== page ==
China’s trade surplus doubled in 2005 to exceed 7% of gross domestic product, according to the IMF, making it a key part of any resolution of the imbalances. China’s central bank governor Zhou Xiaochuan, who represents one of five economic areas participating in the IMF’s latest efforts to resolve the imbalances, says an adjustment is necessary and desirable. “The problem is the US current account deficit is close to 7%, so having some kind of adjustment I think is good,” he told Emerging Markets in an interview earlier this year.

The White House’s economic team is not blind to the dangers: “I do share those concerns about global imbalances,” says Matthew Slaughter, a member of the White House’s Council of Economic Advisers. “The rate of increase of the US current account deficit cannot and will not continue indefinitely.”

But what of the housing crash? On this, the White House takes a more optimistic view. “A bit of moderation in residential investment demand is what we see,” says Slaughter. “This would help us reduce the US current account deficit.”

How likely is a disorderly unwinding? “They are legitimate fears and real, and a part of the broad concern I have. What happens if we do get a sharp adjustment? I think about the asset transactions that support global imbalances. A sudden adjustment is something that would entail a sharp shift in investor demand away from US assets. Can such a scenario arise? Yes. How likely is it to arise? In light of the open and deep US capital markets, that’s a scenario that looks less likely. ”

Deficit financing

The US needs to attract roughly $8 billion of foreign capital a day to finance its current account deficit. Any substantial reduction of that inflow could send the dollar into tailspin. A gradual, medium-term depreciation of the greenback is the best-case scenario for an orderly resolution of imbalances.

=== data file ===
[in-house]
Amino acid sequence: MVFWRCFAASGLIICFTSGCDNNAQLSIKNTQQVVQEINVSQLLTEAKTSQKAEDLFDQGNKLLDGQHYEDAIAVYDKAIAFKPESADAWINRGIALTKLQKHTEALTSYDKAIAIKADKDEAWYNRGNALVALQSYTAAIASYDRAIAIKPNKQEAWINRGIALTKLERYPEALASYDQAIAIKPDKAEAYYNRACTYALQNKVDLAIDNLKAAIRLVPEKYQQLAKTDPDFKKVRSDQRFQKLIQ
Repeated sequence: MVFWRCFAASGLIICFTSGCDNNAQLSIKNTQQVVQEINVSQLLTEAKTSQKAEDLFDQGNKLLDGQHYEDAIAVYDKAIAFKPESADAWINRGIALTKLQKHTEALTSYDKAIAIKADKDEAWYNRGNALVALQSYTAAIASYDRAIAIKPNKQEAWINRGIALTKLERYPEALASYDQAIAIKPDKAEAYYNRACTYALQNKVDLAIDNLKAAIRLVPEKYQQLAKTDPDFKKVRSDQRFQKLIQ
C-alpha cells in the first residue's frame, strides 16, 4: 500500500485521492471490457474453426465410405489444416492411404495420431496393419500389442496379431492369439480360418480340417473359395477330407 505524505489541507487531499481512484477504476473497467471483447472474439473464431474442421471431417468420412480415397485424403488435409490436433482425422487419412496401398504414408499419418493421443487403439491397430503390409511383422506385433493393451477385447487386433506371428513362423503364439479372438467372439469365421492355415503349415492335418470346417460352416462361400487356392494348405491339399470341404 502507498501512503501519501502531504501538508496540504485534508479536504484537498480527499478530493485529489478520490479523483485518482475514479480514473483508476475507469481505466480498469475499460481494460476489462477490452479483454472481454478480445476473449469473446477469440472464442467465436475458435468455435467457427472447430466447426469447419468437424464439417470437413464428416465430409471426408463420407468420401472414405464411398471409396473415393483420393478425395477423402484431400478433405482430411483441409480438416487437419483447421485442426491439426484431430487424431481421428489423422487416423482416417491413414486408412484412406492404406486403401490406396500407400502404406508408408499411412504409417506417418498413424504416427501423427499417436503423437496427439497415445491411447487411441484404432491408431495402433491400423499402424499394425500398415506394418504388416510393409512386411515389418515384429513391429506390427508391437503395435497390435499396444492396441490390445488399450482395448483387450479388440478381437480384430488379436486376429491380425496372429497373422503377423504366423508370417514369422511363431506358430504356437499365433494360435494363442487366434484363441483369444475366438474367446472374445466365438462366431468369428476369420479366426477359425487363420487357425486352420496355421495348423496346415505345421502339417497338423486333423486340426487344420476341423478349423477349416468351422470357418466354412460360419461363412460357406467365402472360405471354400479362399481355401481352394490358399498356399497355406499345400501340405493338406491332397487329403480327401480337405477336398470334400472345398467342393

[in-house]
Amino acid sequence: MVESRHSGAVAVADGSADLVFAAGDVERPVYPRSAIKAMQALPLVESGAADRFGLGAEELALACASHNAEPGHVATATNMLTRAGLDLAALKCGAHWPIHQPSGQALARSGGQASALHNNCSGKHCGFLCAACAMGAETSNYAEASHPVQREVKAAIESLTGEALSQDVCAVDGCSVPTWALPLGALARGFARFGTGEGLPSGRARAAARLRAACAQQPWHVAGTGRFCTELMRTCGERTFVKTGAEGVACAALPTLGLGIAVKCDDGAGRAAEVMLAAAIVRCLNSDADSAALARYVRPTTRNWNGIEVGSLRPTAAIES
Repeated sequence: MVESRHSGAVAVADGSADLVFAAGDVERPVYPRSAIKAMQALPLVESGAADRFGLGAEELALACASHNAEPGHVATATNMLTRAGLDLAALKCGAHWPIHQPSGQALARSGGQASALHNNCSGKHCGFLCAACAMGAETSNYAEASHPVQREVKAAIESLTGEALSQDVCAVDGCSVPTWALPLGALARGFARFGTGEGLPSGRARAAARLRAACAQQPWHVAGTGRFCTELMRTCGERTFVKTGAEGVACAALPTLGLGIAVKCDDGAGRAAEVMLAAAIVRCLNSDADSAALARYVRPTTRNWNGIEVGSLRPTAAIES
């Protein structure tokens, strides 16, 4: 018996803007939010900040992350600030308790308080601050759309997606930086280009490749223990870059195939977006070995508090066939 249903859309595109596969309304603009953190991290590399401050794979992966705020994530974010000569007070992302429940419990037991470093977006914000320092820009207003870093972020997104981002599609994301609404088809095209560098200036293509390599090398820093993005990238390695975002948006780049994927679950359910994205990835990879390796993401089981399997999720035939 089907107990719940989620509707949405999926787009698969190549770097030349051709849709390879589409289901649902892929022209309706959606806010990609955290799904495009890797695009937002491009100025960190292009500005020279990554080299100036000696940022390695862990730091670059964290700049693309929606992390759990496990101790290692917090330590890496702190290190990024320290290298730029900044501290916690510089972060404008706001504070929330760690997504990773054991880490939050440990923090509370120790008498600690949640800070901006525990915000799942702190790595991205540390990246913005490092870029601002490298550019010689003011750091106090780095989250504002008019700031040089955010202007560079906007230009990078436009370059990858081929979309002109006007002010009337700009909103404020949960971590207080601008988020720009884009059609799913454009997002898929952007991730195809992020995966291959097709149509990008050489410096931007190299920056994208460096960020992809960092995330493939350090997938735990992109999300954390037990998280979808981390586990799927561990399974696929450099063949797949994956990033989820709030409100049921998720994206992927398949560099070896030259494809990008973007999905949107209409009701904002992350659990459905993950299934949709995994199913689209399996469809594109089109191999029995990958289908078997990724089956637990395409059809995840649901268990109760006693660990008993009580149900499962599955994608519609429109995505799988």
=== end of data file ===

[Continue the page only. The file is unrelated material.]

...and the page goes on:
Rogoff argues that boosting demand in Asia and Europe could help offset some of the impact of a US slowdown, as would an appreciation of Asian currencies. “More flexibility in exchange rates in Asia, demand-driven growth in Asia and Europe. And for the US to start saving more.”

Slaughter thinks that the changes that need to be made in order to redress the precarious international financial architecture “will be global in nature. There is no one country responsible for global imbalances. But for the US, in a macro sense it would be to close the trade deficit, to have faster export growth, slower import growth from a rebalancing of US aggregate demand away from the rest of the world, more towards domestic production.”

“The task for the US is much harder than other countries, although some people pay a lot of attention to China, but the imbalance in China seems not that serious,” Zhou says.

“To correct the imbalances to a tolerable level is not very difficult: increase international demand, try to reduce excessive precautionary savings rates and expand currency flexibility,” says Zhou. “The other option is [for China] to have a more open-door policy, including more market access for foreigners into the Chinese market, to increase the imports,” Zhou adds.

So, what needs to be done? “There is less mystery in what should be done than in the politics of getting it done,” says Summers. “The current account deficit very importantly reflects developments in other parts of the world – in a kind of investment shortage relative to the supply of savings in other parts of the world.” 

Treasury authority

Although much is made of what other countries – notably China – should do to address imbalances, attention is now turning to new US Treasury secretary Hank Paulson and how he might handle the US’s precarious international financial position. Paulson faces the task of minimizing the fallout from the inevitable adjustment.

 “The actions the US takes will have a very important impact on whether these imbalances are corrected,” Summers points out. “It’s very important for [incoming Treasury secretary] Paulson to have control over fiscal policy,” says Rogoff. “I would hope that Paulson was given a promise that he would be a major player and have an impact.” 

 As far as the US government is concerned, says Rogoff: “Any steps it can take to put social security, Medicare on track would be desirable.” 

But others remain sceptical about the authority US Treasury can be expected to muster as the Bush administration enters its terminal stretch.  “[US Treasury secretary] Paulson will be a spokesman not a policy-maker,” says Harvard economist Richard Cooper. “[former Treasury secretary Paul] O’Neill ran into trouble, then [John] Snow was brought in as a spokesman. Nothing I’ve seen suggests Paulson has a wider charge. Snow has followed a straddle between irrational pressures from Congress and sensible policy. I hope Paulson is at least as skilful,” he says.